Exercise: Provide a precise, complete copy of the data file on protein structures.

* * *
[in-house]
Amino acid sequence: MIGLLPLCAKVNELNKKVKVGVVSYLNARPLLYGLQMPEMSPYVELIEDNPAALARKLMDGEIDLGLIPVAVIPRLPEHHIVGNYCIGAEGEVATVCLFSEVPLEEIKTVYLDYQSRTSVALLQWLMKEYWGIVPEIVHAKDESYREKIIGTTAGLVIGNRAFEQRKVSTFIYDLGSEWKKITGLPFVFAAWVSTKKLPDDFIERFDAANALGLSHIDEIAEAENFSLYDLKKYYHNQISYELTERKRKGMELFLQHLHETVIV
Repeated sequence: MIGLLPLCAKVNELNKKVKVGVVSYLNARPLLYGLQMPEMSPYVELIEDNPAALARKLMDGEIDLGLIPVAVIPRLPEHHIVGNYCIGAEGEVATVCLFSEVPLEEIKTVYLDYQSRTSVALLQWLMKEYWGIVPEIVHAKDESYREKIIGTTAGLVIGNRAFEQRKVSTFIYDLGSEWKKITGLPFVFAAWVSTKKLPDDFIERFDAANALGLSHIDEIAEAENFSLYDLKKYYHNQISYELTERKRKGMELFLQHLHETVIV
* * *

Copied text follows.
[in-house]
Amino acid sequence: MIGLLPLCAKVNELNKKVKVGVVSYLNARPLLYGLQMPEMSPYVELIEDNPAALARKLMDGEIDLGLIPVAVIPRLPEHHIVGNYCIGAEGEVATVCLFSEVPLEEIKTVYLDYQSRTSVALLQWLMKEYWGIVPEIVHAKDESYREKIIGTTAGLVIGNRAFEQRKVSTFIYDLGSEWKKITGLPFVFAAWVSTKKLPDDFIERFDAANALGLSHIDEIAEAENFSLYDLKKYYHNQISYELTERKRKGMELFLQHLHETVIV
Repeated sequence: MIGLLPLCAKVNELNKKVKVGVVSYLNARPLLYGLQMPEMSPYVELIEDNPAALARKLMDGEIDLGLIPVAVIPRLPEHHIVGNYCIGAEGEVATVCLFSEVPLEEIKTVYLDYQSRTSVALLQWLMKEYWGIVPEIVHAKDESYREKIIGTTAGLVIGNRAFEQRKVSTFIYDLGSEWKKITGLPFVFAAWVSTKKLPDDFIERFDAANALGLSHIDEIAEAENFSLYDLKKYYHNQISYELTERKRKGMELFLQHLHETVIV